WATCH: Bear Cubs Watch in Awe as Bull Moose Charges Through River

by Lauren Boisvert
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(Image Credit: Scott Suriano/Getty Images)

The bear cam in Katmai National Park caught a funny sight over the weekend: three young bears watching a moose charge through the Brooks River. The bears in the video are all lined up in a row as if sitting in movie theater seats as they watch the moose gallop through the water. The moose takes long strides with its powerful legs, getting through the water like a hot knife through butter.

The moose actually seems to startle the cubs a bit, catching them off guard while fishing. It’s not clear what the big animal was trying to escape, if anything. Maybe he just felt like taking a swim. Either way, the cubs watch in awe as the moose gallops past them. The moose, for his part, pays the bears no mind. Not even the other bears seen fishing in the distance.

Explore.org, the organization which runs the bear cam, posted the video of the running moose on Twitter. “Moose is Loose!!” they captioned the video. “Are these 94 Cubs?” 94 in this instance refers to Bear 94, an adult female brown bear who may have had cubs a while ago. The Twitter page posited that these three young bears could possibly be hers.

The bears in Katmai National Park are known around the world thanks to the Brooks River bear cam and Fat Bear Week. This bracket-style competition determines the fattest bear in the park as the bears bulk up for hibernation. This year’s Fat Bear Week takes place on Oct. 5 to 11. Last year, a bear named Otis won. Last week saw the end of Fat Bear Junior, which pits the cubs against each other. Bear 94’s triplets were in the running but eventually lost to Bear 909’s cub.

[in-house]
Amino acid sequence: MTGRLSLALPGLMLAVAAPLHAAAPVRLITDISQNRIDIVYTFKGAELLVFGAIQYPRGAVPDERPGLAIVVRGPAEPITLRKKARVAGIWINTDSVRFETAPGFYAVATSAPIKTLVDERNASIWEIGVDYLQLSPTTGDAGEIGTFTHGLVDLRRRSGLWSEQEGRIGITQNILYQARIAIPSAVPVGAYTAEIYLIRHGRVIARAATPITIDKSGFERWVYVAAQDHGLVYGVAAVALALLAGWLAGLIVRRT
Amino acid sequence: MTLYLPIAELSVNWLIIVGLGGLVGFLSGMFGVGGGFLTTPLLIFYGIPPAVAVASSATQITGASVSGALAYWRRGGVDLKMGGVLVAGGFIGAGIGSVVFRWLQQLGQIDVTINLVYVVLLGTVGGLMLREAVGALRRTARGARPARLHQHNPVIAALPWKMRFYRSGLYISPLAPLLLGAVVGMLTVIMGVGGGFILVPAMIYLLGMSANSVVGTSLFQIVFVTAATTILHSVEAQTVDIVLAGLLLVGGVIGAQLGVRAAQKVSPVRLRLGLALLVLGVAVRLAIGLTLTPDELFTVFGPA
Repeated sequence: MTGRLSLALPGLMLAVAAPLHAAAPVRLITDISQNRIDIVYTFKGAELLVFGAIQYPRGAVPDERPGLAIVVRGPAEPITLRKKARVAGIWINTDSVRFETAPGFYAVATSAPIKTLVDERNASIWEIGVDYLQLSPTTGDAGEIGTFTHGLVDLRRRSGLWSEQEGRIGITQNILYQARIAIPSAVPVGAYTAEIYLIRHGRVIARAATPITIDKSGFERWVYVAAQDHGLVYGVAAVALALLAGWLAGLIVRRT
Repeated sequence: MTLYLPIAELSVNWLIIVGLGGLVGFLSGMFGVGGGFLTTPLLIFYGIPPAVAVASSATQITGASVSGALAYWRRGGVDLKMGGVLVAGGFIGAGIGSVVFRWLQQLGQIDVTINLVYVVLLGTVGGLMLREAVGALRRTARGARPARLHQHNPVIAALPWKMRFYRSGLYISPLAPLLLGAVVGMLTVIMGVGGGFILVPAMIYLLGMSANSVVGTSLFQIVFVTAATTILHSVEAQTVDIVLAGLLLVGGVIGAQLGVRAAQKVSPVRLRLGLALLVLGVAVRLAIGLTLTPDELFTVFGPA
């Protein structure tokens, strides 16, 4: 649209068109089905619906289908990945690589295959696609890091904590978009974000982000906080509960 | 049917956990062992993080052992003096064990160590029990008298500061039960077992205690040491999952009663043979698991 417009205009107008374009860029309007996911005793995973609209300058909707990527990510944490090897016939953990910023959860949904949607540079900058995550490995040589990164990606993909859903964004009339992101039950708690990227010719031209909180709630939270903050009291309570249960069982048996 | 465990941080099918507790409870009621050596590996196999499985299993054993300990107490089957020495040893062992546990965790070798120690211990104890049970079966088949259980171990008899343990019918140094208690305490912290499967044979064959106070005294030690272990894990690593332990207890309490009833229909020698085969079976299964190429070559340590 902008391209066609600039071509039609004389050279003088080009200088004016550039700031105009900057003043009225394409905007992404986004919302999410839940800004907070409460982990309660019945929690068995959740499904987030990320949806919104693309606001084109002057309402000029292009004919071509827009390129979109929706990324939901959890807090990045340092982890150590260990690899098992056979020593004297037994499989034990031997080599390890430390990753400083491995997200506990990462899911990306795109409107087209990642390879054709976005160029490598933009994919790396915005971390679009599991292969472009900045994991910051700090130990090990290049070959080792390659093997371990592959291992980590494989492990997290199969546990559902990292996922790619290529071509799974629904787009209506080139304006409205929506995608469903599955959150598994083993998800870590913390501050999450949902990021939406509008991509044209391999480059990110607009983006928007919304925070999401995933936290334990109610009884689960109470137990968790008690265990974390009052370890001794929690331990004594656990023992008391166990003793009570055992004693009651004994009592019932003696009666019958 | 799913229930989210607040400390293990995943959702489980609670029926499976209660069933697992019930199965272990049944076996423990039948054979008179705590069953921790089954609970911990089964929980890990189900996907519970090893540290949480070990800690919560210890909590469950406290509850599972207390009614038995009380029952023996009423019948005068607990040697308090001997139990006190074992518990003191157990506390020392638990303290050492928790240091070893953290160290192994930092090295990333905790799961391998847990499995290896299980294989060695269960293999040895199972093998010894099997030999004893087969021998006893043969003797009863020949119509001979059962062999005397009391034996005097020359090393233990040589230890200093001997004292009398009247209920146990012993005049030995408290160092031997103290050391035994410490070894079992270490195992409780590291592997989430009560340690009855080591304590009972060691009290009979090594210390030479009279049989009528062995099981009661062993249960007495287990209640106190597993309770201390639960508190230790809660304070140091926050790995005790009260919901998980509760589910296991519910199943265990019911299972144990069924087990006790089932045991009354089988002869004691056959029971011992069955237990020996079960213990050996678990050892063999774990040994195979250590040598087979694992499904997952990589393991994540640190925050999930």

Huge Well-Known Moose Dies in Fight With Bigger Bull

In mid-September, a group of hikers stumbled upon the bodies of two huge bull moose who had died fighting each other. The hikers got out of there before any bears showed up, but posted photos of the incident online. The Libbeys, owners of MooseMan Nature Photos in New Hampshire, recognized the smaller of the two moose as one of their favorite subjects, nicknamed Grumpy.

Rick and Libby Libbey travel to Alaska every August to track and take snapshots of the moose in places like Chugach State Park, where the bodies were found. The couple first met the huge Grumpy in 2017 when he aggressively approached them. But, from then on out, they never saw him act that way with anything else. Until he got into a fight, apparently.

It seems that the two bulls locked antlers, which is rare. But when it does happen, the moose usually die of starvation or dehydration, as they can’t eat or drink with antlers locked head-on. Additionally, Grumpy was crushed under the weight of the bigger bull, so the Libbeys suspect he didn’t suffer much when he died.

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